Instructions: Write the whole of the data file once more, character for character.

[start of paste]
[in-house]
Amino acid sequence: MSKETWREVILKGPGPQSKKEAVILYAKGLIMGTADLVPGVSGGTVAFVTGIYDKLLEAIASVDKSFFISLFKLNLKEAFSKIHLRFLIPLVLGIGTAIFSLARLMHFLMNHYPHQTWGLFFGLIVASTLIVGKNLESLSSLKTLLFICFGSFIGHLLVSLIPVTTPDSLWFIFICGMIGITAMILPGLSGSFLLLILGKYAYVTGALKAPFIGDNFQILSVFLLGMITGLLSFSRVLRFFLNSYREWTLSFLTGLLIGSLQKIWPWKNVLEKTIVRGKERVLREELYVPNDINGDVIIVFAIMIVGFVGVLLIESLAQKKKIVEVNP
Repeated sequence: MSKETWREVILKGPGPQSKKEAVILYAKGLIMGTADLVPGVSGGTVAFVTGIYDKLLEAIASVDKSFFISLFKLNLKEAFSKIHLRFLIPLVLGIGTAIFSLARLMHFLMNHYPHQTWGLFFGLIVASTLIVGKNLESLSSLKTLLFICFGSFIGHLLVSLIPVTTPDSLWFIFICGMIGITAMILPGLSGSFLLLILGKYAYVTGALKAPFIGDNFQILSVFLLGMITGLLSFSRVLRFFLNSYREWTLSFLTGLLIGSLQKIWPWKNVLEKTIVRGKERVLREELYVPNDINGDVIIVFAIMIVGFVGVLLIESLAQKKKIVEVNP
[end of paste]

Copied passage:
[in-house]
Amino acid sequence: MSKETWREVILKGPGPQSKKEAVILYAKGLIMGTADLVPGVSGGTVAFVTGIYDKLLEAIASVDKSFFISLFKLNLKEAFSKIHLRFLIPLVLGIGTAIFSLARLMHFLMNHYPHQTWGLFFGLIVASTLIVGKNLESLSSLKTLLFICFGSFIGHLLVSLIPVTTPDSLWFIFICGMIGITAMILPGLSGSFLLLILGKYAYVTGALKAPFIGDNFQILSVFLLGMITGLLSFSRVLRFFLNSYREWTLSFLTGLLIGSLQKIWPWKNVLEKTIVRGKERVLREELYVPNDINGDVIIVFAIMIVGFVGVLLIESLAQKKKIVEVNP
Repeated sequence: MSKETWREVILKGPGPQSKKEAVILYAKGLIMGTADLVPGVSGGTVAFVTGIYDKLLEAIASVDKSFFISLFKLNLKEAFSKIHLRFLIPLVLGIGTAIFSLARLMHFLMNHYPHQTWGLFFGLIVASTLIVGKNLESLSSLKTLLFICFGSFIGHLLVSLIPVTTPDSLWFIFICGMIGITAMILPGLSGSFLLLILGKYAYVTGALKAPFIGDNFQILSVFLLGMITGLLSFSRVLRFFLNSYREWTLSFLTGLLIGSLQKIWPWKNVLEKTIVRGKERVLREELYVPNDINGDVIIVFAIMIVGFVGVLLIESLAQKKKIVEVNP